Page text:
Eating cereal foods (especially wholegrains and those with fibre from oats or barley) is associated with protective effects against heart disease in adults. It has been shown that a high intake of wholegrains (at least 2.5 serves per day) is associated with 21 per cent lower risk of cardiovascular events. Also, a study of postmenopausal women found that six or more servings of wholegrain foods per week protected against the effects of cardiovascular disease.
Heart disease is often caused by high blood cholesterol levels. Regularly eating cereals that are rich in soluble fibre, such as oats (containing beta-glucans) and psyllium, has been found to significantly reduce the amount of cholesterol in the bloodstream.
Dietary fibre is the term for several materials that make up the parts of plants your body can't digest. Fibre is classified as soluble or insoluble.
Soluble fibre - When eaten regularly as part of a diet low in saturated fat, trans fat and cholesterol, high in soluble fibre has been associated with increased diet quality and decreased risk of cardiovascular disease. Soluble or viscous fibres modestly reduce LDL (“bad”) cholesterol beyond levels achieved by a diet low in saturated and trans fats and cholesterol alone. Oats have the highest proportion of soluble fibre of any grain. Oats, via their high fibre content, are already known to help remove cholesterol from the digestive system that would otherwise end up in the bloodstream. Now, the latest research suggests they may have another cardio-protective mechanism. Antioxidant compounds unique to oats, called avenanthramides, help prevent free radicals from damaging LDL cholesterol, thus reducing the risk of cardiovascular disease, suggests a study conducted at Tufts University and published in The Journal of Nutrition. Foods high in soluble fibre include oat bran, oatmeal, beans, peas, rice bran, barley, citrus fruits, strawberries and apple pulp.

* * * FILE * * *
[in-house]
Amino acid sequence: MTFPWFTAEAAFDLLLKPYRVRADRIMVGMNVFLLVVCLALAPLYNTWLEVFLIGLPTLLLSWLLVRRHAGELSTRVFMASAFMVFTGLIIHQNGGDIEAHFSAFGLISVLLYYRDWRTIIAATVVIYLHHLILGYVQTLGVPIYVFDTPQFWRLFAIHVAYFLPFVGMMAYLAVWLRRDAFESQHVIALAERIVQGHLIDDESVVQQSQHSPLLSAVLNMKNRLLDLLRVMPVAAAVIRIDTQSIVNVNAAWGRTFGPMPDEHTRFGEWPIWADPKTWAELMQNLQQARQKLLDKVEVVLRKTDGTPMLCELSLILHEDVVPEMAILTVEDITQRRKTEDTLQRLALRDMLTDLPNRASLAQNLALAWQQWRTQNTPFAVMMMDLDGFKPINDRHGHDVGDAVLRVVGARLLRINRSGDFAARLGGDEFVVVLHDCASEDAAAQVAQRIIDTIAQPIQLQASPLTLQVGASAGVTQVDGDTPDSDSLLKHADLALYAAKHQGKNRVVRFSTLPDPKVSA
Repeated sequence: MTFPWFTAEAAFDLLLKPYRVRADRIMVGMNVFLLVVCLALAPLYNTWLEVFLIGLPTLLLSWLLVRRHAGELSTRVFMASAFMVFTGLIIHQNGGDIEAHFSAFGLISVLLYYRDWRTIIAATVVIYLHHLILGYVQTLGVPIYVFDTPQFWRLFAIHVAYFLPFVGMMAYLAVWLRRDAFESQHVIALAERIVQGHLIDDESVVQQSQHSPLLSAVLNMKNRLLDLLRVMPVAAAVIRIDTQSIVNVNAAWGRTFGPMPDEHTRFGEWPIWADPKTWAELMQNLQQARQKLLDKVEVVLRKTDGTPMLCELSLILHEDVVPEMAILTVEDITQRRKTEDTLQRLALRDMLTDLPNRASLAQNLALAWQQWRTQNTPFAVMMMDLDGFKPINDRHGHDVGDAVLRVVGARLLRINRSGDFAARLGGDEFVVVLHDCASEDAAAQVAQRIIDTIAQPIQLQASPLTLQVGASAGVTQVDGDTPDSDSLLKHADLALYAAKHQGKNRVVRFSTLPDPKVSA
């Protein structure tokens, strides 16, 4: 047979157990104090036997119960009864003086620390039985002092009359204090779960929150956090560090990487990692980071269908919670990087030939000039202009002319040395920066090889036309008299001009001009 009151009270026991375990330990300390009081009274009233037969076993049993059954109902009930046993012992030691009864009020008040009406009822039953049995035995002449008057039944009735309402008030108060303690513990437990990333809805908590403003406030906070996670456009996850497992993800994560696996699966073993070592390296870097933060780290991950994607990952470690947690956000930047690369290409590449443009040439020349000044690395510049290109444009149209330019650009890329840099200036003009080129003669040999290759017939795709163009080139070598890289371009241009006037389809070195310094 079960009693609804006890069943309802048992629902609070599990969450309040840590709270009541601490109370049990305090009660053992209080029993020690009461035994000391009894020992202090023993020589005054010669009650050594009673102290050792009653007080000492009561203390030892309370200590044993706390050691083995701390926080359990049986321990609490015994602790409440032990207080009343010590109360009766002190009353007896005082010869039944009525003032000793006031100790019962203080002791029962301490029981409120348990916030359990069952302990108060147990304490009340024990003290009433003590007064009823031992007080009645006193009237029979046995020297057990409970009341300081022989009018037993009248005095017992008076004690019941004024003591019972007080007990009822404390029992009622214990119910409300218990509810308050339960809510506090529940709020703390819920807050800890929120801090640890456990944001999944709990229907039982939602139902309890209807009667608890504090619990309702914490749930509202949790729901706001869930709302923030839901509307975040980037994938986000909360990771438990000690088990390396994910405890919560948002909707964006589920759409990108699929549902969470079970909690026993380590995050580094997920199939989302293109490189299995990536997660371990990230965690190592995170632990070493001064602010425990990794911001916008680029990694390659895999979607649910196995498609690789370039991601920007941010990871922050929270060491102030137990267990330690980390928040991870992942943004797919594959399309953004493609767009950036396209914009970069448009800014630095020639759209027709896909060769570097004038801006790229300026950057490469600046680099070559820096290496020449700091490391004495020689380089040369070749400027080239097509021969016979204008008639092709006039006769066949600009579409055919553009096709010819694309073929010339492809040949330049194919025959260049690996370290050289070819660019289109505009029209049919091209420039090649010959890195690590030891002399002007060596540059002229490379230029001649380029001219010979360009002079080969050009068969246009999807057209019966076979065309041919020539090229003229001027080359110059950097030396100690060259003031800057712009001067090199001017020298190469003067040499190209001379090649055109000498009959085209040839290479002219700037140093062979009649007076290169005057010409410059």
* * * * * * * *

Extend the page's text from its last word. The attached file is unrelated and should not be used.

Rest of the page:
Insoluble fibre has been associated with decreased cardiovascular risk and slower progression of cardiovascular disease in high-risk individuals. Dietary fibre can make you feel full, so you may eat fewer calories. Foods high in insoluble fibre include whole-wheat breads, wheat cereals, wheat bran, rye, rice, barley, most other grains, cabbage, beets, carrots, Brussels sprouts, turnips, cauliflower and apple skin.
Many commercial oat bran and wheat bran products (muffins, chips, waffles) contain very little bran. They also may be high in sodium, total fat and saturated fat. Read labels carefully.